• That discussion was never resolved. Why is a template clearly talking about "The Kernel" being placed in an article about "Linux"? As for the rest of your "argument"; I have no idea where that came from, or, more importantly, why that's relevant. Zbuhman (talk) 08:04, 29 October 2011 (UTC)
Your question asking why the kernel version number is useful has been answered several times and I think there's a consensus. I don't think the problem is that you didn't get a good answer. I think the problem is that you just don't like it. Msnicki (talk) 14:42, 29 October 2011 (UTC)
But it's not useful; one could take an ancient userland and toss the absolute latest kernel in there; there is not necessarily any relationship between the version of the kernel and the version of the rest of the software present in the operating system. Zbuhman (talk) 16:55, 29 October 2011 (UTC)

Proposal: new definition what is Linux

Hello all

I've been thinking about the term "Linux" and its definition provided by Wikipedia. I see the current definition is very limited and it pays too much attention on details like for instance "Unix-like computer operating system" or "free and open source software development and distribution". Also statements referring to operation system kernel in the beginning of the article are perhaps little confusing. Somehow it would be better for Linux to understand it as a technological enabler rather than only operating system.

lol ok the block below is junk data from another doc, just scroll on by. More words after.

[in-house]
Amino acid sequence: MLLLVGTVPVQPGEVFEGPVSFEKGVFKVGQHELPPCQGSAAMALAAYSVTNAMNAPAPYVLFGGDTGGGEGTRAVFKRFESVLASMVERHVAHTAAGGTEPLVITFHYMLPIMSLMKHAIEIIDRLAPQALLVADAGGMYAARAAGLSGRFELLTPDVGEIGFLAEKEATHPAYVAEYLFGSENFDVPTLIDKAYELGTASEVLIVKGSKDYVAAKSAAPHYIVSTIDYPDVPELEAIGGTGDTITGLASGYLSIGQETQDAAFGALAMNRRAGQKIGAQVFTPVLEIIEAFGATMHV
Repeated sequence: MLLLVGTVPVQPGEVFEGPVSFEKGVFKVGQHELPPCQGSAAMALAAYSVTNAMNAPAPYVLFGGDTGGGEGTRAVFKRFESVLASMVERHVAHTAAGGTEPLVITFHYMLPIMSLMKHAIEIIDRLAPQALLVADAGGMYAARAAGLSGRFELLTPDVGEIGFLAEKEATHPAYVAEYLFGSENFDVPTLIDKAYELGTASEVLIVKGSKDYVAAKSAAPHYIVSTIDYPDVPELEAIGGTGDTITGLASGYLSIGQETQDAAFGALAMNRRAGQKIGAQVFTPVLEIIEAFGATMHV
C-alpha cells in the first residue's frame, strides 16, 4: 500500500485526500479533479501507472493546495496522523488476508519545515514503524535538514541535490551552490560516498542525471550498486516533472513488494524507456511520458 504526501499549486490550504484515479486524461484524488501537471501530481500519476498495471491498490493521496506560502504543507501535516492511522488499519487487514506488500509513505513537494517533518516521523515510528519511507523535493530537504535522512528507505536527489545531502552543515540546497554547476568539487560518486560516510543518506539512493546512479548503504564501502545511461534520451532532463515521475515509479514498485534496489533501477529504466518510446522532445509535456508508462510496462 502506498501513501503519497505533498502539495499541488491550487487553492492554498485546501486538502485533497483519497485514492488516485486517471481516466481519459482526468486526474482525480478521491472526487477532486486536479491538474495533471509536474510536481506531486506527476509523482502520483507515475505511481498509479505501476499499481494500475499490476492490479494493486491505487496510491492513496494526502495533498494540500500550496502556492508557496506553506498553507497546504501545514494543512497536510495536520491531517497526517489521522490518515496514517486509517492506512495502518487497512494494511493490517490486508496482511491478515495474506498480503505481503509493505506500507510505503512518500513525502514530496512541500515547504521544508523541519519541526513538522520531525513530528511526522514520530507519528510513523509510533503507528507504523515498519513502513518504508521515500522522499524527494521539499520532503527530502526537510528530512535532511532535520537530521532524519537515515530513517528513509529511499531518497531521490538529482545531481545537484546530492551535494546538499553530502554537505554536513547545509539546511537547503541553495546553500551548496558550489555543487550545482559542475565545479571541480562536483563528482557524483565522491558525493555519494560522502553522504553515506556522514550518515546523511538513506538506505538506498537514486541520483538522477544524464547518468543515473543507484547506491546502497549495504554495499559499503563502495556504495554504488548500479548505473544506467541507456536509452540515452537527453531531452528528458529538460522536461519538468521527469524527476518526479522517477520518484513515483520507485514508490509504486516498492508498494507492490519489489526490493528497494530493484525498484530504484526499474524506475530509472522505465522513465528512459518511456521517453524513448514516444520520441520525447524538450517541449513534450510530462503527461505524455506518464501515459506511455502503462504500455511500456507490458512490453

Therefore I would like to connect more general point of view than the current technologically orientated definition. The aim is increase the popularity of Linux, one aim to reach this is provide less technical definition for broader audience.

Based on those reasons, I suggest following for defining Linux:


Linux is a free and publicly available technology which can be used on digital devices. Linux-technology based on collaborative development model which guarantees that it is not dominated by any single author like commercially licensed technologies. The immaterial rights in the Linux technology allows to install, use, edit, copy and distribute the technology without any commercial terms or restrictions.

It would like to stress the words publicly available technology since it is more than just the kernel (kernel is the form of technology). — Preceding unsigned comment added by Ryytuo (talkcontribs) 22:09, 30 October 2011 (UTC)

  • Oppose. It's an operating system, not some kind of vague "technology". What's there represents a fought-over consensus. Msnicki (talk) 22:30, 30 October 2011 (UTC)